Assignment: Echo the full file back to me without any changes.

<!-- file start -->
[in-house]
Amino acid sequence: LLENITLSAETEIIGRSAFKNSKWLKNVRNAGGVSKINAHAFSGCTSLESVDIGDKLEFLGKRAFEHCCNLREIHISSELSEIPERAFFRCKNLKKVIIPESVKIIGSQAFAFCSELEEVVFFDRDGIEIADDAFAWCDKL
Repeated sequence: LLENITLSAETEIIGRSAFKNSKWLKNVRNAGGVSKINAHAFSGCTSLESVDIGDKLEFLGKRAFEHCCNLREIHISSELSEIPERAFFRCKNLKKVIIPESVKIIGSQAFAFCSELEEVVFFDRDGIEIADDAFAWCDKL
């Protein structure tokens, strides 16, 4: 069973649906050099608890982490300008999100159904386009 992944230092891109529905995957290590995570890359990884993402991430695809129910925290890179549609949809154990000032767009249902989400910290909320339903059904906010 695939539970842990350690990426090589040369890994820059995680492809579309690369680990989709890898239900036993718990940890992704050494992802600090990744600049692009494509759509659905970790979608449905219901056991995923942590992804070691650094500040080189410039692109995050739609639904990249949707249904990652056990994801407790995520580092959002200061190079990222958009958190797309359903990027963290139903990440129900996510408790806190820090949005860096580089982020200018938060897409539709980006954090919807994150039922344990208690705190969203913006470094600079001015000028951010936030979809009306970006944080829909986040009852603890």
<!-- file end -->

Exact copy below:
[in-house]
Amino acid sequence: LLENITLSAETEIIGRSAFKNSKWLKNVRNAGGVSKINAHAFSGCTSLESVDIGDKLEFLGKRAFEHCCNLREIHISSELSEIPERAFFRCKNLKKVIIPESVKIIGSQAFAFCSELEEVVFFDRDGIEIADDAFAWCDKL
Repeated sequence: LLENITLSAETEIIGRSAFKNSKWLKNVRNAGGVSKINAHAFSGCTSLESVDIGDKLEFLGKRAFEHCCNLREIHISSELSEIPERAFFRCKNLKKVIIPESVKIIGSQAFAFCSELEEVVFFDRDGIEIADDAFAWCDKL
């Protein structure tokens, strides 16, 4: 069973649906050099608890982490300008999100159904386009 992944230092891109529905995957290590995570890359990884993402991430695809129910925290890179549609949809154990000032767009249902989400910290909320339903059904906010 695939539970842990350690990426090589040369890994820059995680492809579309690369680990989709890898239900036993718990940890992704050494992802600090990744600049692009494509759509659905970790979608449905219901056991995923942590992804070691650094500040080189410039692109995050739609639904990249949707249904990652056990994801407790995520580092959002200061190079990222958009958190797309359903990027963290139903990440129900996510408790806190820090949005860096580089982020200018938060897409539709980006954090919807994150039922344990208690705190969203913006470094600079001015000028951010936030979809009306970006944080829909986040009852603890």